policy on Freedom of Speech and
Artistic Freedom."
Violation K, which requires
students to leave the University
premises if asked by an official, now
does not require students to identify
K The scope of the violations is
extended to include "University-
controlled property" in addition to
the city of Ann Arbor and University-
sponsored events.
hated to the proceedings, she added,
may be vital to students' cases under
the Code.
"This closed system is still bother-
some to me," Lowenstein said. "If you
have a procedure that you think is fair,
See CODE, Page 7


impic champion diver Greg Louganis gives a speech about dealing with athletics, AIDS and homosexuality at the Power Center last night.

4oUgafiS speaks about his challenges, victories

y Melissa Rose Bernardo
aily Staff Reporter
"I'm Greg Louganis. I'm gay. And
m living with HIV."
Last night at the Power Center, the
ur-time Olympic champion diver
oke those words with relative ease,
at "it's been quite a journey to get
re," he said.
After a video of diving highs and
ws - including the ninth dive in the
8 Olympic preliminaries, during
hich he cut his head - Louganis gave
e small but appreciative crowd a

glimpse into his personal and profes-
sional life. He spoke of his experiences
as a diver, a gay man, a victim of do-
mestic violence and a man with AIDS.
And he minced no words.
Louganis' speech progressed chrono-
logically, mostly drawn from his recent
autobiography, "Breaking the Surface."
He began with his coming out, which he
views as "letting go of secrets."
But the coming out process went be-
yond his sexual orientation. "I had an-
other little secret," Louganis said.
Just before the '88 Olympics,

Louganis tested positive for HIV. He
recalled his initial reaction: "I was go-
ing to do the honorable thing -pack
my bags, lock myself in my home and
wait to die." Louganis told no one ex-
cept his coach, and secretly took AZT
every four hours.
He then discussed "the dive," which
the audience had seen - twice, in slow
motion -just minutes earlier.
"The first thing I felt was embarrass-
ment," he said. "I was trying to get out
of the pool without anyone seeing me."
Louganis did not inform the doctorwho

was stitching his head ofhis HIV status,
and acknowledged, now, "I would do
things differently."
His voice cracking with emotion and
his eyes welling with tears. Louganis
told of the physical, mental and emo-
tional abuse he endured from his ex-
partner "Tom."
Louganis' relationship with his fa-
ther was another difficult subject; here
he shared details of his father's cancer,
including a letter that he read at the
See LOUGANIS, Page 7

Classes resume at
Kent State after fire

Global panel to speak
on human rights issues

ly Stephanie Jo Klein
Paily Staff Reporter
Classes resumed yesterday at Kent State
Jniversity in Ohio, two days after an
lectrical fire at a campus construction
ite knocked out power across campus.
The fire started Tuesday at 5:37 a.m.,
aid Paula Slimak, Kent State's execu-
ve director ofuniversity relations, when
aur out of five cables in an open man-
ole of the Liquid Crystal Institute con-
truction site caught fire. These cables

year student Douglas Kitch.
"I had two tests on Tuesday and one
on Wednesday, but with classes can-
celed I don't know when they'll be
made up. We didn't know whether the
teacher would teach or give us the test
(when classes resumed)," Kitch said.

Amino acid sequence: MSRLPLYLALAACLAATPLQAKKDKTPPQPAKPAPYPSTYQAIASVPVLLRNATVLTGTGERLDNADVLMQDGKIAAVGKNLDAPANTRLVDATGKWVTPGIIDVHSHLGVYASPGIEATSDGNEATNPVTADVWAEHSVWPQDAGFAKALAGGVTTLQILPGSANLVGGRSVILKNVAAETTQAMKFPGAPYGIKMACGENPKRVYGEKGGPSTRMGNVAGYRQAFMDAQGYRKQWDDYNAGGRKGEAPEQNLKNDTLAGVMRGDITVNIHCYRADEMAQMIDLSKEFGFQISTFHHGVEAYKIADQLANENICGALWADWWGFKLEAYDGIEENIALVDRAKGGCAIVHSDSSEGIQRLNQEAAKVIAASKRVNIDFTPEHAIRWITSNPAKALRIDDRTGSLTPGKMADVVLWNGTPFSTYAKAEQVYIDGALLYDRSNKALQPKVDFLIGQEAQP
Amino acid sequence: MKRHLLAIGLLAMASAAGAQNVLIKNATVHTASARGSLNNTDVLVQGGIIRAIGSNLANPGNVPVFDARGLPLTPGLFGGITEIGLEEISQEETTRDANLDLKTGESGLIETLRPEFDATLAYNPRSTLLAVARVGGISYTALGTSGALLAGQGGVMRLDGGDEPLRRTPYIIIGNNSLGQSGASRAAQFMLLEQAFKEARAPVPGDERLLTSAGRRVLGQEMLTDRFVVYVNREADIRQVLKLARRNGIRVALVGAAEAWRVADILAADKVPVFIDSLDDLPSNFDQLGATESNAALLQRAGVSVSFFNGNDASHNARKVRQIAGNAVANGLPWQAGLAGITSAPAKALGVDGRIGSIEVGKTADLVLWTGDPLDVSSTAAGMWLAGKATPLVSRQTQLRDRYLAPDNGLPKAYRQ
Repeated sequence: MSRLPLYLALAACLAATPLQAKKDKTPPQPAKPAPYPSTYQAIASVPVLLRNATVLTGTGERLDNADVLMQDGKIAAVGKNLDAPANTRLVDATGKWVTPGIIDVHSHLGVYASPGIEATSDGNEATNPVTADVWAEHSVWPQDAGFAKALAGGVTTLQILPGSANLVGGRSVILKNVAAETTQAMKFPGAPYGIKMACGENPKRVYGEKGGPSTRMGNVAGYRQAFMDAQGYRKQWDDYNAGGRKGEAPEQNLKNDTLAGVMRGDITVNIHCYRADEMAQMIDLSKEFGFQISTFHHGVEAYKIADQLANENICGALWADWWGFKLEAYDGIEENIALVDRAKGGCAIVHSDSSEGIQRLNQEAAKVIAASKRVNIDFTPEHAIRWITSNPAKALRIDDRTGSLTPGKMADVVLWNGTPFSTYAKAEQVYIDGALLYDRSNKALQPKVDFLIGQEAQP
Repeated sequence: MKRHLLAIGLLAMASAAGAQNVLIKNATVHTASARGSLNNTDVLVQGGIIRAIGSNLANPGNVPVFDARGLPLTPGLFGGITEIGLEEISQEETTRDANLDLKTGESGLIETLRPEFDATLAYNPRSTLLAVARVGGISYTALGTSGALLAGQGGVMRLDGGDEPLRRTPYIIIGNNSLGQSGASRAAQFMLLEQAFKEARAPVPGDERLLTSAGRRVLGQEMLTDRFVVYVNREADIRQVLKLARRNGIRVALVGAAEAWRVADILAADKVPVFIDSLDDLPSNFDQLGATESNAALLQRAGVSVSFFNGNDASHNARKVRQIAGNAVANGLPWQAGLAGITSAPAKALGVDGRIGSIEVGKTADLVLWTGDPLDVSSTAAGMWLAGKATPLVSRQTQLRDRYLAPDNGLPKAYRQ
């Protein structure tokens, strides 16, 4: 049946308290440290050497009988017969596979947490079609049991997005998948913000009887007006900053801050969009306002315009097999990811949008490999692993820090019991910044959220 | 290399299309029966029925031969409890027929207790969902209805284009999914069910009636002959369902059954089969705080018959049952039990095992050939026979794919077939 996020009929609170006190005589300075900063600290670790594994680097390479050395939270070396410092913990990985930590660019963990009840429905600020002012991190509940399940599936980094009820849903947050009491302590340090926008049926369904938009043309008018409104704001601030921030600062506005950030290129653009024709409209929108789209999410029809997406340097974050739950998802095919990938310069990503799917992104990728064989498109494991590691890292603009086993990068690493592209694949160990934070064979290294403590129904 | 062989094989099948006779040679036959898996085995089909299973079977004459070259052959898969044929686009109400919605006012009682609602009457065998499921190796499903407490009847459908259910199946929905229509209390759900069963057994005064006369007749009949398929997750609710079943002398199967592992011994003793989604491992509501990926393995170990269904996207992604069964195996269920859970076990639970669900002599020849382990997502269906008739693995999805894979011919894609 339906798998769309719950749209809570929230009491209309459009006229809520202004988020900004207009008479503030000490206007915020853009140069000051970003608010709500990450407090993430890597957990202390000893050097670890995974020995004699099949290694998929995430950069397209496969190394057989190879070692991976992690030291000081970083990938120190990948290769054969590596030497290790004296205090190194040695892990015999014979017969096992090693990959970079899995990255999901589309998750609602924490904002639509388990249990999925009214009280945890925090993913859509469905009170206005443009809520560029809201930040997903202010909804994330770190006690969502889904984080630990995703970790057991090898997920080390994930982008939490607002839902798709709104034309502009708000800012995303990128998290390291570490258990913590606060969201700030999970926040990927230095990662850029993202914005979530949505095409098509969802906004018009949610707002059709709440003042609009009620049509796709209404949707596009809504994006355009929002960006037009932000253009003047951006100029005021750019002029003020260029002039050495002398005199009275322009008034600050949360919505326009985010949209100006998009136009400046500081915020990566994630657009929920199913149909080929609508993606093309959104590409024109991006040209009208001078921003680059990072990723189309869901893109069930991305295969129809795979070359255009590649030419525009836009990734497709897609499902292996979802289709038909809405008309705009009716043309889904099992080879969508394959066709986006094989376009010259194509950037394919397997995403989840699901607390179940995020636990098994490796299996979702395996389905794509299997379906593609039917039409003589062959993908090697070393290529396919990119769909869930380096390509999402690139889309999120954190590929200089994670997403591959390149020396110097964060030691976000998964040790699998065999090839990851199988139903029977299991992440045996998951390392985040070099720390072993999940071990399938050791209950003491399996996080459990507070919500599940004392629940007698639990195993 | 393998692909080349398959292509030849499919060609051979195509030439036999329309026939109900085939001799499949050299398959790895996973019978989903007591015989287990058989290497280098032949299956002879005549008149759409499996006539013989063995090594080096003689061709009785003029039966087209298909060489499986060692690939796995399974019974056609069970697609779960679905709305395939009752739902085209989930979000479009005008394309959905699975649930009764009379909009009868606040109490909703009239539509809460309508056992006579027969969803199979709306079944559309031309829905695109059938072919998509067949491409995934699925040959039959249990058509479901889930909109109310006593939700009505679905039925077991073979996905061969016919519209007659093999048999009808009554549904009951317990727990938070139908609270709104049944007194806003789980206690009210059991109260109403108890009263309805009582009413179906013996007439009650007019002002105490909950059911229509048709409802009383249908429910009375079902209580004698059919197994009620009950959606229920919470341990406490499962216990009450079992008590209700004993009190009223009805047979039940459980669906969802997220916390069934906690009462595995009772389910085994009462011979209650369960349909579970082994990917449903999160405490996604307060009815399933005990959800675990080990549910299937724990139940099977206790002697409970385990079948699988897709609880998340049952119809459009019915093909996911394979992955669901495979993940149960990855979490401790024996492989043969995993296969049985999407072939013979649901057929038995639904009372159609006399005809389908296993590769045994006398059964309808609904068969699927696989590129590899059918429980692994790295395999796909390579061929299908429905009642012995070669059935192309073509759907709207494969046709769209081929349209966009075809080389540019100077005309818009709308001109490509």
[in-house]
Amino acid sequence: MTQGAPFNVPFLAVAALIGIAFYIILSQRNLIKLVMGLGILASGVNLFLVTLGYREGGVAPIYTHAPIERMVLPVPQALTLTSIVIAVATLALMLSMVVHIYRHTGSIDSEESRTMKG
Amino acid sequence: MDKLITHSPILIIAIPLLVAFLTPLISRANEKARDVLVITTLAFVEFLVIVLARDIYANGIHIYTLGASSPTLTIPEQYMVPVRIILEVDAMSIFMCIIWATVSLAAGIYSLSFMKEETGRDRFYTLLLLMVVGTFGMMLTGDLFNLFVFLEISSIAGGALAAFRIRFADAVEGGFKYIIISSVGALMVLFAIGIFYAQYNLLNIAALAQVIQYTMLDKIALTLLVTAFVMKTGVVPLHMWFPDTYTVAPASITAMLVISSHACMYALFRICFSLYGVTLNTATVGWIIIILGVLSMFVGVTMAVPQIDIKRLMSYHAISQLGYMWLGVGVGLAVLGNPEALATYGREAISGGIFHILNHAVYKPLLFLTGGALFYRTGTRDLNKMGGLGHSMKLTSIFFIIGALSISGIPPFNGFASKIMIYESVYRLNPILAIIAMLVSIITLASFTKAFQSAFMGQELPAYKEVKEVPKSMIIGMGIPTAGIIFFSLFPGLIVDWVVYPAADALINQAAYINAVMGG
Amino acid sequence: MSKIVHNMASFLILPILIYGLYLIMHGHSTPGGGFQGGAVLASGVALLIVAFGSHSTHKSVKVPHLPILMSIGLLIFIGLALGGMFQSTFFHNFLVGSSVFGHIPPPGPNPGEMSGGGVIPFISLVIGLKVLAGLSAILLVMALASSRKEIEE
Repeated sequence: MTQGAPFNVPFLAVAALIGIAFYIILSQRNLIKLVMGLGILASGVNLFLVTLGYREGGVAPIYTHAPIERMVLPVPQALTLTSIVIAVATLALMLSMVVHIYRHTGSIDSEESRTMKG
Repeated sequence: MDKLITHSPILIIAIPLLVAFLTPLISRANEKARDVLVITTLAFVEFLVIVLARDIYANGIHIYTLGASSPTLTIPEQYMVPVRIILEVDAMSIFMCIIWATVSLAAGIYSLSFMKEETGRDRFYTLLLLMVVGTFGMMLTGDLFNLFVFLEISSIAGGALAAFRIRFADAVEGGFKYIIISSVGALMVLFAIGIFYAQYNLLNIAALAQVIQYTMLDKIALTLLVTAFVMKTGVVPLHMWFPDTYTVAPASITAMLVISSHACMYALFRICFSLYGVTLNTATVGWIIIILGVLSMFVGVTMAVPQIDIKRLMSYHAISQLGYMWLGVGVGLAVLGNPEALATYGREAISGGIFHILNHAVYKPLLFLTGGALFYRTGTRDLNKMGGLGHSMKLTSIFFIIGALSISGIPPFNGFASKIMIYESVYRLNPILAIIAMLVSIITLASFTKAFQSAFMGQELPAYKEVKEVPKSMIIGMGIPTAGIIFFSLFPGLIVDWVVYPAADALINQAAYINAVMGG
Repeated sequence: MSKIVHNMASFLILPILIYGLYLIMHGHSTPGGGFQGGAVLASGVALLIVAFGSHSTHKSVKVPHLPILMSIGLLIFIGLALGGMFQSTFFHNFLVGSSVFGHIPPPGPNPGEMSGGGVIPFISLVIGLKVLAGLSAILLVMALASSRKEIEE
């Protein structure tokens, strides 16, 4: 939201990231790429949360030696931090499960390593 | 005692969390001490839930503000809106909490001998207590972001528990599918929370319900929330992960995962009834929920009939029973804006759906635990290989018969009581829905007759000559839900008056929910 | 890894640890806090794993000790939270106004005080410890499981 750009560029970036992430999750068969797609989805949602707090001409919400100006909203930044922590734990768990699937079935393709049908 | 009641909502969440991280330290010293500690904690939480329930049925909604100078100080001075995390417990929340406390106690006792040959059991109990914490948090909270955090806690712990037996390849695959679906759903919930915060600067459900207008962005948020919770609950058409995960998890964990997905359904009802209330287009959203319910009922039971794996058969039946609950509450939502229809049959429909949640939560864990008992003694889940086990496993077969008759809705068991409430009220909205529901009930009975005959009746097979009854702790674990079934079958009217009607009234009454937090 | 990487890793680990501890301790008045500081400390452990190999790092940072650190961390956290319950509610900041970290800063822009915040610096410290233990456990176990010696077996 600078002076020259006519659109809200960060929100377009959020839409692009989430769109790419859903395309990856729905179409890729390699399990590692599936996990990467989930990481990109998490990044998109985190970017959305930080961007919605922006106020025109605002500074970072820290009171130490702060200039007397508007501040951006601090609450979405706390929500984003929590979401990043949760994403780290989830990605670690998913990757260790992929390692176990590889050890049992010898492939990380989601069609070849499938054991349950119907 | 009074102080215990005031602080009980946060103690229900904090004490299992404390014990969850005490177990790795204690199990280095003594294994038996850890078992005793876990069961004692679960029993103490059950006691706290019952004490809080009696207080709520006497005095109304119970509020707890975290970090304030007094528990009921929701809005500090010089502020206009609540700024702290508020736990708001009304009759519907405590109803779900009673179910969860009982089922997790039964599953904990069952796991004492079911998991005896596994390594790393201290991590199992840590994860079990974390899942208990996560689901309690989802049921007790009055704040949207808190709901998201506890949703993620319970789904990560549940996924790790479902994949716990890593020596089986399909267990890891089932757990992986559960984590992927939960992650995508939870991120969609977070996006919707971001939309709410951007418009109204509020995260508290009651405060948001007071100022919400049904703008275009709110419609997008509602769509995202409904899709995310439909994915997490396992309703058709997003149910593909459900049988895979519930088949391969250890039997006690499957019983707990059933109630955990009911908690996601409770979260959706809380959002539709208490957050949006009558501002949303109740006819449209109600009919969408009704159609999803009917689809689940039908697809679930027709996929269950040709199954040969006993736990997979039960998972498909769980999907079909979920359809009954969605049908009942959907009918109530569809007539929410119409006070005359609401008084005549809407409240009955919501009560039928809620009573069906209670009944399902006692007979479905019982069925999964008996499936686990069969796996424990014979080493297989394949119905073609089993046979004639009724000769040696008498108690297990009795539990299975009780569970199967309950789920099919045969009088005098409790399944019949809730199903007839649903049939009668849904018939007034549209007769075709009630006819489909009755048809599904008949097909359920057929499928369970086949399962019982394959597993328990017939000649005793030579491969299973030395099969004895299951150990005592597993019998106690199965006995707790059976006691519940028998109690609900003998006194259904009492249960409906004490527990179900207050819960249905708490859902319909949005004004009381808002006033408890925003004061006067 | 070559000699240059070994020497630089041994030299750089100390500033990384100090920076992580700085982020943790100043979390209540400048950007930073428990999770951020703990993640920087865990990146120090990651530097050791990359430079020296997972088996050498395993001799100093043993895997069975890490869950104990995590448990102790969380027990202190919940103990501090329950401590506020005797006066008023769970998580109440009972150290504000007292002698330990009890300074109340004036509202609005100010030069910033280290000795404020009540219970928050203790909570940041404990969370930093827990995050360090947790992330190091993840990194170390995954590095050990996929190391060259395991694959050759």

Administrators have not reached a
final decision on whether the semester
will be extended. For now, Slimak said,
students may face intensified workloads
to make up for the lost time.


edthe main power
campus from a
ub-station 1,000
eet away fromthe
Slimak said the
ables carried
,160 volts, which
s "enormous,
:onsidering the
'act that a typical
amp is only 110

People wanted
classes to be
canceled longer."
- Michelle Kohn
Kent State first-year student

Some students
were more com-
fortable during the
crisis than others.
First-year stu-
dent Michelle
Kohn said her
dorm did not lose
power and heat
during the ordeal.
"People wanted
classes to be can-
said. "There was

By Heather Miller
Daily Staff Reporter
To provide a forum for participants
in the recent women's conferences in
China to reflect on women's issues at a
scholarly level, the Women Law Stu-
dents Association is hosting a sympo-
sium tomorrow on women's interna-
tional human rights.
'"We've brought a global panel here,"
said Gillian Wood, a WLSA member.
WLSA member Gail Zilbersaid many
of the issues that will be covered at the
symposium were presented during the
China conferences. Most of the panel
members attended the event, she said.
Frances Olsen, a law professor at the
University of California at Los Ange-
les, whom Zilber called "the ambassa-
dor for women's international human
rights," will be speaking in the
symposium's first panel.
Olsen participated in both the Non-
Governmental Organizations Forum
and the United Nations Fourth World

Conference on Women in China. She
represented the International Associa-
tion of Women Judges for the U.N.
conference and was under the auspices
of Planned Parenthood for the NGO
"Problems in society are closely re-
lated to the subordinated position of
women," Olsen said.
"The role and status of women af-
fects all of society," she said. "Our
society would be a better place if there
was more equality between men and
Famed University Law Prof.
Catharine MacKinnon also is speaking
at the symposium.
"Catharine MacKinnon-is the best-
known legal feminist in the country,"
Zilber said.
MacKinnon will focus on rape as
genocide in war and peace. She cur-
rently represents, pro bono, Croatian
and Muslim women who have been
See WOMEN, Page 7


Make a wish

Three-year-old Jonathan Bower begs his father, University alum Jeff Bower, for a
lucky penny to throw into the fountain in front of Burton Memorial Tower in the
rain yesterday.

celed longer," she

There were no injuries or property
lamage from the fire, Slimak said. Only
me building on campus was evacuated
Fuesday when even emergency work-

even a rumor going around that (the
fire) was a Halloween prank."
Faculty members remained unfazed.
At midnight Monday, only a few hours

Rivals made initial progress in Bosnia peace talks

I I.